The holy Prince Constantine Brancoveanu, the son of Prince Matthew Basarab, was born in 1654. When his parents died, he was raised and educated by his uncle, Constantine Cantacuzino. When another uncle, Prince Serban Cantacuzino died on on October 19, 1688, Constantine was chosen to succeed him as Prince of the Romanian Land (Wallachia). Saint Constantine was a wise and just ruler who was guided by Christian principles, and worked for the benefit of his people. He also built and restored many churches and monasteries. His philanthropy extended even into Transylvania and Moldavia, which were ruled by others.
In 1714, after a reign of twenty-five years, Saint Constantine, his sons (Saints Constantine the Younger, Stephen Brancoveanu, Radu Brancoveanu, and Matthew Brancoveanu) and his sons-in-law were arrested by soldiers sent to Bucharest by Sultan Ahmed III (1703-1730). The prisoners were brought to Constantinople, where they were tortured for four months. Prince Constantine was told that if he and his sons wanted to escape death, they would have to convert to Islam and pay a large sum of money. Constantine did not have the money required by the Turks, and he did not wish to convert to the Moslem faith.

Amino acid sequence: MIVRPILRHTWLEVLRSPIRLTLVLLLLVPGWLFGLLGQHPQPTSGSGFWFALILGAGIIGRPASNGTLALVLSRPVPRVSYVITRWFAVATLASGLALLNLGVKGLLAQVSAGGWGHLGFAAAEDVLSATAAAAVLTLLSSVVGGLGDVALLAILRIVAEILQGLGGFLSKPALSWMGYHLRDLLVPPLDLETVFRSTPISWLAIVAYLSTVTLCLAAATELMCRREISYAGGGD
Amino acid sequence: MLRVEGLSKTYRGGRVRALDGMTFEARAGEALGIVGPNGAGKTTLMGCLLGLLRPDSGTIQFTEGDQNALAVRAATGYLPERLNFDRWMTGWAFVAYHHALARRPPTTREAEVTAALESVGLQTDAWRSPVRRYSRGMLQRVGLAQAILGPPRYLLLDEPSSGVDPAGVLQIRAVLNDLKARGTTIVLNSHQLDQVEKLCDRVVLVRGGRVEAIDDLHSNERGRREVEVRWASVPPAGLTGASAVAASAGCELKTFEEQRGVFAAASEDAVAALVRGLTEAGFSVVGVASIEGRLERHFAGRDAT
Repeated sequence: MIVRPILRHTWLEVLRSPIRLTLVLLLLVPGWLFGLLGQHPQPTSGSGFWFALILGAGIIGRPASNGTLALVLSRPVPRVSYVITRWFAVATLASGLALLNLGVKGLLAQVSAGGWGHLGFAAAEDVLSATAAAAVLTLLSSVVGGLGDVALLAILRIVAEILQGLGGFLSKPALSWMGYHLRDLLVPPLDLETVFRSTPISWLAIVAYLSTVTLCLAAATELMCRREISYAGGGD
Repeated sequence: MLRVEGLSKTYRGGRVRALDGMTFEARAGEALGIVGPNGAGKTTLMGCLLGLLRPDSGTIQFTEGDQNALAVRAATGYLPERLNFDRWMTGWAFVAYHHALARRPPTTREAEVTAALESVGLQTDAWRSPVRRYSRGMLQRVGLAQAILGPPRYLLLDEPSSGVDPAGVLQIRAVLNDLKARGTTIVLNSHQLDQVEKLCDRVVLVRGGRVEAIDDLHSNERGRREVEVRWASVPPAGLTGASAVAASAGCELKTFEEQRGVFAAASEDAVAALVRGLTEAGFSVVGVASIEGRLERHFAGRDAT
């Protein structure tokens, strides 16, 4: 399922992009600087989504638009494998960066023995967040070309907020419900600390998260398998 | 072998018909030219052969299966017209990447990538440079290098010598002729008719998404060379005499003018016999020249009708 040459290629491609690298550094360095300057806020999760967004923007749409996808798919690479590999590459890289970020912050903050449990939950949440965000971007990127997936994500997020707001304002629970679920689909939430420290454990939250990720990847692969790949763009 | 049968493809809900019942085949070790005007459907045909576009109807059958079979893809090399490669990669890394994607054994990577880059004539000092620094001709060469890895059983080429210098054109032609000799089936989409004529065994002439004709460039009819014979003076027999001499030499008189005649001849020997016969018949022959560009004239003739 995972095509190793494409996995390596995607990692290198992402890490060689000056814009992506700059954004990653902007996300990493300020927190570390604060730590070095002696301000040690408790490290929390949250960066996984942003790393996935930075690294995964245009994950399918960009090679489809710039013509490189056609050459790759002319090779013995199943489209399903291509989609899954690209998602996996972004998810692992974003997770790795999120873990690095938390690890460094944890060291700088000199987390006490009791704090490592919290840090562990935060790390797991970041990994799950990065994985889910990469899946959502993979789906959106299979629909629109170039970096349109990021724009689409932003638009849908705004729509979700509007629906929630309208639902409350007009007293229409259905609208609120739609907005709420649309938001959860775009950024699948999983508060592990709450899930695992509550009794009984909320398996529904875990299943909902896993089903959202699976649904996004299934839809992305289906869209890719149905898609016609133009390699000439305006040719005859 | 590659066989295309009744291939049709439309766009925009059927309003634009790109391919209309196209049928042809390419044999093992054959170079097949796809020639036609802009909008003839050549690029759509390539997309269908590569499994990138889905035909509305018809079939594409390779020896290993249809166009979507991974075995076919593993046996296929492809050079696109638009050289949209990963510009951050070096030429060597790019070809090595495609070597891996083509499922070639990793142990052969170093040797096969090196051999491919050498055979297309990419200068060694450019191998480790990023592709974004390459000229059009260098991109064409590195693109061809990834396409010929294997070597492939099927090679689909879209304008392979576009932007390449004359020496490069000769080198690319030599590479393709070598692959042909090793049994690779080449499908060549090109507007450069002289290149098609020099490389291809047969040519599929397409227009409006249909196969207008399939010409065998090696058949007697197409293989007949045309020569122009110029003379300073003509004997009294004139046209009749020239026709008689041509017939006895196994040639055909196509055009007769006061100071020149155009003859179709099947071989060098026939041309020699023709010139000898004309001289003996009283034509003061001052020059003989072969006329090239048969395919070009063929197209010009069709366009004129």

Seeing that neither tortures nor threats would induce the prisoners to forsake Christ, the Turks sentenced them to death. Before his own execution, Saint Constantine had to watch as his sons were beheaded before his eyes.
On the Feast of the Dormition (August 15), the sixty-year-old prince, his sons, and his counsellor Ianache Vacarescu died as martyrs for Christ. Their bodies were left unburied for three days, then they were thrown into the sea. Their relics were recovered by Orthodox Christians who brought them to the Monastery of the Theotokos on the island of Chalki.
Saint Constantine’s wife Marica brought his holy relics back to Bucharest and placed them in the church of Saint George the New, which he had founded. He was glorified by the Orthodox Church of Romania in 1992.